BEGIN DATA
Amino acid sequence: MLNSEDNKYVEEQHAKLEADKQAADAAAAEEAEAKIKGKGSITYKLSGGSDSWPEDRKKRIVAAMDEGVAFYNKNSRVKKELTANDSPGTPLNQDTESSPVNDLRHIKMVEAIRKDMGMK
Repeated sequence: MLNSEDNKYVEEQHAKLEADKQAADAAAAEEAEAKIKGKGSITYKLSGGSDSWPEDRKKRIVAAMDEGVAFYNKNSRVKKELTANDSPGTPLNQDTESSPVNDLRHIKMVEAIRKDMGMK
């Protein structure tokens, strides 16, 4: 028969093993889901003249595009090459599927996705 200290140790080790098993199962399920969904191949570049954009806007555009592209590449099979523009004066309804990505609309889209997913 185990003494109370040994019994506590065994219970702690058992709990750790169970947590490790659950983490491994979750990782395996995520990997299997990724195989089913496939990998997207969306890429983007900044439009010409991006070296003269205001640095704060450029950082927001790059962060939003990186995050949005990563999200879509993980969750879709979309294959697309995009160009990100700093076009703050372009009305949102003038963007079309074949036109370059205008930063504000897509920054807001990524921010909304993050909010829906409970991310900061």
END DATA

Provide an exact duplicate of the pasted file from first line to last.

Amino acid sequence: MLNSEDNKYVEEQHAKLEADKQAADAAAAEEAEAKIKGKGSITYKLSGGSDSWPEDRKKRIVAAMDEGVAFYNKNSRVKKELTANDSPGTPLNQDTESSPVNDLRHIKMVEAIRKDMGMK
Repeated sequence: MLNSEDNKYVEEQHAKLEADKQAADAAAAEEAEAKIKGKGSITYKLSGGSDSWPEDRKKRIVAAMDEGVAFYNKNSRVKKELTANDSPGTPLNQDTESSPVNDLRHIKMVEAIRKDMGMK
């Protein structure tokens, strides 16, 4: 028969093993889901003249595009090459599927996705 200290140790080790098993199962399920969904191949570049954009806007555009592209590449099979523009004066309804990505609309889209997913 185990003494109370040994019994506590065994219970702690058992709990750790169970947590490790659950983490491994979750990782395996995520990997299997990724195989089913496939990998997207969306890429983007900044439009010409991006070296003269205001640095704060450029950082927001790059962060939003990186995050949005990563999200879509993980969750879709979309294959697309995009160009990100700093076009703050372009009305949102003038963007079309074949036109370059205008930063504000897509920054807001990524921010909304993050909010829906409970991310900061």